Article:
PALMER — The Mat-Su School Board on Wednesday rescinded last month’s contentious decision to pull five literary classics from English elective reading lists and tabled it until next year to develop better policies for controversial materials.
The 6-1 vote followed a lengthy, emotionally charged discussion that included a reading from one of the books — “I Know Why the Caged Bird Sings” by Maya Angelou — by a board member who described a rape scene as “sexual content,” prompting an outraged reaction from the school district’s outgoing top staffer.
The school board rescinded the decision so members would have time to align their policies with state statute when it comes to parental authority to remove students from school activities — including which books they read.
The board won’t address the issue again until May 2021 after policies for parental involvement are retooled.
The original decision in April drew instant claims of censorship from parents and community members and got panned by national media outlets. It also generated a wave of support for the books, all of which are read in the Anchorage School District: Angelou’s “I Know Why the Caged Bird Sings”; “The Great Gatsby” by F. Scott Fitzgerald; “Invisible Man” by Ralph Ellison; “The Things They Carried” by Tim O’Brien; and “Catch-22” by Joseph Heller.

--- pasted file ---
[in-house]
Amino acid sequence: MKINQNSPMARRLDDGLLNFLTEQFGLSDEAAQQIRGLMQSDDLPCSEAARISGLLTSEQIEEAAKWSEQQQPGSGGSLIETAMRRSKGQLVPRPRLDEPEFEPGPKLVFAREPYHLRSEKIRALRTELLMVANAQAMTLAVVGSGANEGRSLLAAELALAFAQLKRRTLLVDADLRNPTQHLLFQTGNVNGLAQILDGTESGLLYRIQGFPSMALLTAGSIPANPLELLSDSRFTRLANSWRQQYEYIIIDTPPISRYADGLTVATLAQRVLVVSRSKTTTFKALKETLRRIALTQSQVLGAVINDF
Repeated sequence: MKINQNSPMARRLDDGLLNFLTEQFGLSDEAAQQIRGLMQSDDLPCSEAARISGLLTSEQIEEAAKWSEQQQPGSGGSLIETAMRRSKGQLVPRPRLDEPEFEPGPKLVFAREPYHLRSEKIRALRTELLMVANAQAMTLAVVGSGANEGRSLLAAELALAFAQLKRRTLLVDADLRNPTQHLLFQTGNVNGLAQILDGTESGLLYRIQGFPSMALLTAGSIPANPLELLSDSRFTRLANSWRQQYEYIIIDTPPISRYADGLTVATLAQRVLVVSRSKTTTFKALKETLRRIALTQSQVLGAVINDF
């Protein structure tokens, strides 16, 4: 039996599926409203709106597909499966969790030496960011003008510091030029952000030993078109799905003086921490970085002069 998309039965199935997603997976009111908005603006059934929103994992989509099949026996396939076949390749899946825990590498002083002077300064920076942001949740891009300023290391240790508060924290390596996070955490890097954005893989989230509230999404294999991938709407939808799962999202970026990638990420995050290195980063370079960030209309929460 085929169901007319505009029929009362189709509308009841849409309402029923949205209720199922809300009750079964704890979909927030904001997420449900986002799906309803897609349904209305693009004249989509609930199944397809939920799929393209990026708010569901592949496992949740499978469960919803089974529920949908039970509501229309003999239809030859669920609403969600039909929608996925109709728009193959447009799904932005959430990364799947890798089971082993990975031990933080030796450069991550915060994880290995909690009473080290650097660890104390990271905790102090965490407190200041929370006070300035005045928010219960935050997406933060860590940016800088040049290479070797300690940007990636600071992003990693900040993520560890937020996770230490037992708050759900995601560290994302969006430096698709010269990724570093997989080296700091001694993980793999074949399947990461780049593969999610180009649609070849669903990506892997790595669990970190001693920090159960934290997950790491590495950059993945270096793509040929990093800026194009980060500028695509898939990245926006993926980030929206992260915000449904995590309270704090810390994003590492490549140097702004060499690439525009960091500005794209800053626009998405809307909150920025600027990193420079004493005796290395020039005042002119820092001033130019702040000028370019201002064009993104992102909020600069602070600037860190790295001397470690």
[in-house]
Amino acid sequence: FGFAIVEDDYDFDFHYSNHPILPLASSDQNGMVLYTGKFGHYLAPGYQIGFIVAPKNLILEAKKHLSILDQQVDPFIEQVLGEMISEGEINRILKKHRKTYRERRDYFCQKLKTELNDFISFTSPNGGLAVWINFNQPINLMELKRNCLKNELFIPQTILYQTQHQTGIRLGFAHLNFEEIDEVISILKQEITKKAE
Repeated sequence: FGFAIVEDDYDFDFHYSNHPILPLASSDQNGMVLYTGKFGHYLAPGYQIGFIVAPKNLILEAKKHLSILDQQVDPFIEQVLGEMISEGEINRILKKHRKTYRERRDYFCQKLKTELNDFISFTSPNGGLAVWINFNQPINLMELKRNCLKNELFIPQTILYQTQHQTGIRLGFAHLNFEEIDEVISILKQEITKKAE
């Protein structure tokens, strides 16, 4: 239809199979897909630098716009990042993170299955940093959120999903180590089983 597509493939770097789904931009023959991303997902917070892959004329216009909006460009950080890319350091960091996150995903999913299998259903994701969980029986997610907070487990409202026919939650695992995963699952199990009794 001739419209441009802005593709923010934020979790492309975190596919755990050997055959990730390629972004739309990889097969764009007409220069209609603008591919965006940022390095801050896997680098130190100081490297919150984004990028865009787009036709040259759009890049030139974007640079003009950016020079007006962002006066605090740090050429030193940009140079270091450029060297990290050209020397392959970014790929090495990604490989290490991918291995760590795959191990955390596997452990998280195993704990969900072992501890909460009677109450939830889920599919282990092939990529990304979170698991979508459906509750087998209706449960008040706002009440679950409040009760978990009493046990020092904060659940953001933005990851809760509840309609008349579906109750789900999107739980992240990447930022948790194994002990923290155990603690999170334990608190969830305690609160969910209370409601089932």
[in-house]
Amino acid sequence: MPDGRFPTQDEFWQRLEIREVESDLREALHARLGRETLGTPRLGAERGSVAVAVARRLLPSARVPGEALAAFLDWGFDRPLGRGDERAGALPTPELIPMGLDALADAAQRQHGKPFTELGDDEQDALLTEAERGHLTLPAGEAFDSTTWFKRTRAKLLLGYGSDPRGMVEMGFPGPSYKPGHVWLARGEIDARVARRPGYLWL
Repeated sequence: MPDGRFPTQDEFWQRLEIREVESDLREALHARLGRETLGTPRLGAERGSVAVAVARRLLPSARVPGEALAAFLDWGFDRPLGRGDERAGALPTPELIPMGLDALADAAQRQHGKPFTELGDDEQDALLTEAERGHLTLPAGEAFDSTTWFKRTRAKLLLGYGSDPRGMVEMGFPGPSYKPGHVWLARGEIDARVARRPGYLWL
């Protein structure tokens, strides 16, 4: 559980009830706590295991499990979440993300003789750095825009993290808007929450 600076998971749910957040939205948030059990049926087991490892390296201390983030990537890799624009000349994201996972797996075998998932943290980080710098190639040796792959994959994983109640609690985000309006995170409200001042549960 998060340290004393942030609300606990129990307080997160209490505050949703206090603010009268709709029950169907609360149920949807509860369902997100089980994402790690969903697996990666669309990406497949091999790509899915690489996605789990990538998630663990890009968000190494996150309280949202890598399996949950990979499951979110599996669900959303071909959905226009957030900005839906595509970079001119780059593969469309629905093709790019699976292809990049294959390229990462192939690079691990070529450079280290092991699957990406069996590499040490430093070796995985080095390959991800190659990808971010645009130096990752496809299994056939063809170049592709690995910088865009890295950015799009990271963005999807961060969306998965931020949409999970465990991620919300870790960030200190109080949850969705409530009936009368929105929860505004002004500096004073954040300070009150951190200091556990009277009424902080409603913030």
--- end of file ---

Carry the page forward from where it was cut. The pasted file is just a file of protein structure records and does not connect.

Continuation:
The board also removed a learning resource from The New York Times from creative writing classes; that was part of the decision overturned Wednesday.
[Mat-Su school board pulls five books from English courses, including ‘Invisible Man’ and ‘Catch-22]
The vote came after a two-hour discussion that included board member Jim Hart reading aloud a section of Angelou’s book where she describes her rape as a child.
First, Hart warned parents to remove children who might be sensitive to the topic. Then he read the passage, which includes details of the act.
“This is a question of what happens when you do get one child feeling trapped having to read this, discuss this,” Hart said once he was done, adding he had no problems with “Catch-22” or “The Great Gatsby.” “But when you talk about sexual content ... it really does come down to propriety.”